"Kee Points" with Jim Kee, Ph.D.

2017 Mid-Year Review

The following is a quick mid-year review of the US and global investment landscape. I discuss these issues in more detail in our Second Quarter STMM Webcast, which will be released this week.


Global View

Forecasts for global growth have come down a bit over the quarter, although the global economy continues to expand at a moderate pace. Numbers coming out of Europe, Japan, and even China have been a bit stronger than expected, while data from the UK has been below expectations – no doubt a delayed effect of last year’s Brexit vote. In emerging or developing markets, the focus on the BRIC countries (Brazil, Russia, India, China) appears to be giving way to a new ICASA acronym (India, China, Africa, Southeast Asia). The population of Africa, for example, is expected to exceed that of China by the year 2040. And China, like India, has a population about four times the size of the United States. The increased urbanization of this majority of the world’s population – the developing world - requires a lot of capital, whereas an excess of capital, mostly held in safe, low-yielding assets, is a defining characteristic of the developed world. The combination of this global demand for capital from the developing world with the global supply of capital from the developed world is one of the more exciting long-term stories for investors to keep in mind.


US

In the US, second quarter GDP growth rate estimates are generally in the 2%+ (annualized) range, above the first quarter’s 1.4% but below the more optimistic 3%+ numbers expected by some at the beginning of the year. Global financial risk measures, including the recently conducted bank stress tests here in the US, point to a much healthier global financial system now than at the onset of the global financial crisis. That is one of the reasons for the global rebound in equities that has occurred since 2009. This year, US equities have benefited from a pick-up in corporate earnings, but a good portion of the market’s 13%+ gain since the election appears to be based upon expectations of corporate tax rate reductions and regulatory reform. In general, tax reform is much more impactful if it is deemed to be permanent rather than temporary, and the ability to enact permanent changes in the tax code rests upon their expected future impact on budget deficits. That is one of the main reasons for going back to health care reform, i.e. it is a source of potential savings that can be budgeted to offset revenue reductions from tax cuts. Budget debates between now and the end of September could lead to a pick-up in market turbulence as we head into the third quarter.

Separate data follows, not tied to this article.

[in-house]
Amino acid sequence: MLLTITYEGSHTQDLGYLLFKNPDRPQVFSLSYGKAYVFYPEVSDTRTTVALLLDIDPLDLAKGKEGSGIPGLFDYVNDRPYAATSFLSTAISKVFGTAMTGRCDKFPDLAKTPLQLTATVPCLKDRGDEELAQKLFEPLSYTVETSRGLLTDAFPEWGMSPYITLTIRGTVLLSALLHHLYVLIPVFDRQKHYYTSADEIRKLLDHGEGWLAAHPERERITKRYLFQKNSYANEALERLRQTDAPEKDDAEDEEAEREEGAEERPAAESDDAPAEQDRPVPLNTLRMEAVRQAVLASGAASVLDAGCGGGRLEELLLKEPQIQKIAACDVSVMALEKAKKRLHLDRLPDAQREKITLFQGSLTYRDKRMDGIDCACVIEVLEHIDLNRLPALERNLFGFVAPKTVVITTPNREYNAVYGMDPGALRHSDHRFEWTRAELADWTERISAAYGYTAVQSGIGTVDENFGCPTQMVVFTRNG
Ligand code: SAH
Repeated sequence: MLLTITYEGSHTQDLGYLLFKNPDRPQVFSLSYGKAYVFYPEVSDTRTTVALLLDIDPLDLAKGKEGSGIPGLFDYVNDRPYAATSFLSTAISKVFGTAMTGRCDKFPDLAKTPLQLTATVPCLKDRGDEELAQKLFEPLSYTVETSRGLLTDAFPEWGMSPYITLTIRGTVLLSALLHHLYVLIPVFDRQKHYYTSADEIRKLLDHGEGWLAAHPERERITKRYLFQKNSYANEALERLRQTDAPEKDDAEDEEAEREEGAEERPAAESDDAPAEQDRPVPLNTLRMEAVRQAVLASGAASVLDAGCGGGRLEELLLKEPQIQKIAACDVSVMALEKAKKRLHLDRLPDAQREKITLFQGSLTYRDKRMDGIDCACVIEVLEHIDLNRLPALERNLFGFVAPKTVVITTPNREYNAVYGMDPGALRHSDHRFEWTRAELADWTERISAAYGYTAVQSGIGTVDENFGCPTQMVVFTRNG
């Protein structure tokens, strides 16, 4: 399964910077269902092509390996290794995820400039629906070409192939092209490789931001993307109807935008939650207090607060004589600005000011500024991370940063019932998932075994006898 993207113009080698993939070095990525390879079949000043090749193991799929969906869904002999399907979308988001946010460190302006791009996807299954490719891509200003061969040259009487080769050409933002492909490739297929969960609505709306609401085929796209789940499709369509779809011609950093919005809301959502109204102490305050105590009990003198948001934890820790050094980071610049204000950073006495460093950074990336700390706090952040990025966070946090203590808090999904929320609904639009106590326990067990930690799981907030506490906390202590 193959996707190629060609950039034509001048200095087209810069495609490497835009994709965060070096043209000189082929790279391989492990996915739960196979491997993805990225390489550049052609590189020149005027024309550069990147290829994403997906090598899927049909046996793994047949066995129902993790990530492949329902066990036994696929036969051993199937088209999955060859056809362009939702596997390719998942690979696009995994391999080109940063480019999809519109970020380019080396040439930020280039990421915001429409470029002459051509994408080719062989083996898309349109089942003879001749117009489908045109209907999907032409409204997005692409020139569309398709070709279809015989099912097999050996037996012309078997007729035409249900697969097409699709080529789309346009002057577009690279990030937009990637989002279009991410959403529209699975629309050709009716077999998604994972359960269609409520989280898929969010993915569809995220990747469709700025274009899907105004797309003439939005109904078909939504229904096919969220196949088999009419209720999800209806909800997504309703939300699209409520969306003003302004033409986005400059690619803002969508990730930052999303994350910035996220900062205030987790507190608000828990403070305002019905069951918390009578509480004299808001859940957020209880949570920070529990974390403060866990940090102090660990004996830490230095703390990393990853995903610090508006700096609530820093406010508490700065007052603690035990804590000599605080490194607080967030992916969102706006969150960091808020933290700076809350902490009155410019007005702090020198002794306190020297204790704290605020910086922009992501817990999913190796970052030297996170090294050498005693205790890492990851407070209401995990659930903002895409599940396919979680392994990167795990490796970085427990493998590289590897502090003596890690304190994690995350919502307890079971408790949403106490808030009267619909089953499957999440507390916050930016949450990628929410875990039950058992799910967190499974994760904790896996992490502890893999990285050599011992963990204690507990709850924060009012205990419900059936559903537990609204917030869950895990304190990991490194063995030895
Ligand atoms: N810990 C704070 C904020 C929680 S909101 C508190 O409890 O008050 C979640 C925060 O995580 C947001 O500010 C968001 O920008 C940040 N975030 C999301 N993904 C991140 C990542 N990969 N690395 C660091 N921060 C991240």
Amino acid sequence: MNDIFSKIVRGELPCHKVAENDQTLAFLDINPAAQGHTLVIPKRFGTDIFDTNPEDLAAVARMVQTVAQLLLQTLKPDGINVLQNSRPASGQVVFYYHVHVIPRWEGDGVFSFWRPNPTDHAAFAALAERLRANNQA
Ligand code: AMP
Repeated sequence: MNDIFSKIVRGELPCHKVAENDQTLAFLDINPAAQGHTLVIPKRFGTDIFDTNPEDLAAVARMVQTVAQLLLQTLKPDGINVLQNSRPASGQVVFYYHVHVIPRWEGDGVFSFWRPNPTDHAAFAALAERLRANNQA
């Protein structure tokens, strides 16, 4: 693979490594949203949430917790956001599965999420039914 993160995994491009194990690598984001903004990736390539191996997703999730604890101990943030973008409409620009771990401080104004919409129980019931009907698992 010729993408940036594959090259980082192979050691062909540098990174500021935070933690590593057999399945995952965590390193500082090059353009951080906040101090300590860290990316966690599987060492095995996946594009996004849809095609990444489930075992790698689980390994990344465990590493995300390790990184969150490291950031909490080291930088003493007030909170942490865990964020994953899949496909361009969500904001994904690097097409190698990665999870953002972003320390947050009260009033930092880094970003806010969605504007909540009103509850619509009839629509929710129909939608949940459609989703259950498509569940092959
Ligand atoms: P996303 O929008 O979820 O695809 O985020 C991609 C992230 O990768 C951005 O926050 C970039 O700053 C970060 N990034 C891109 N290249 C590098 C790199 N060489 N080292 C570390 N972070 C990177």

Interest Rates

As for interest rates, longer-term bond yields have mirrored stocks since the election, with 10-year Treasury yields briefly rising to 2.6% before settling back down to around 2.2% currently. With one more 25 basis point fed rate hike expected this year, and with the fed expected to begin shrinking its balance sheet (i.e. not reinvesting all of the proceeds from the maturing securities that it holds), higher rates by year-end are expected.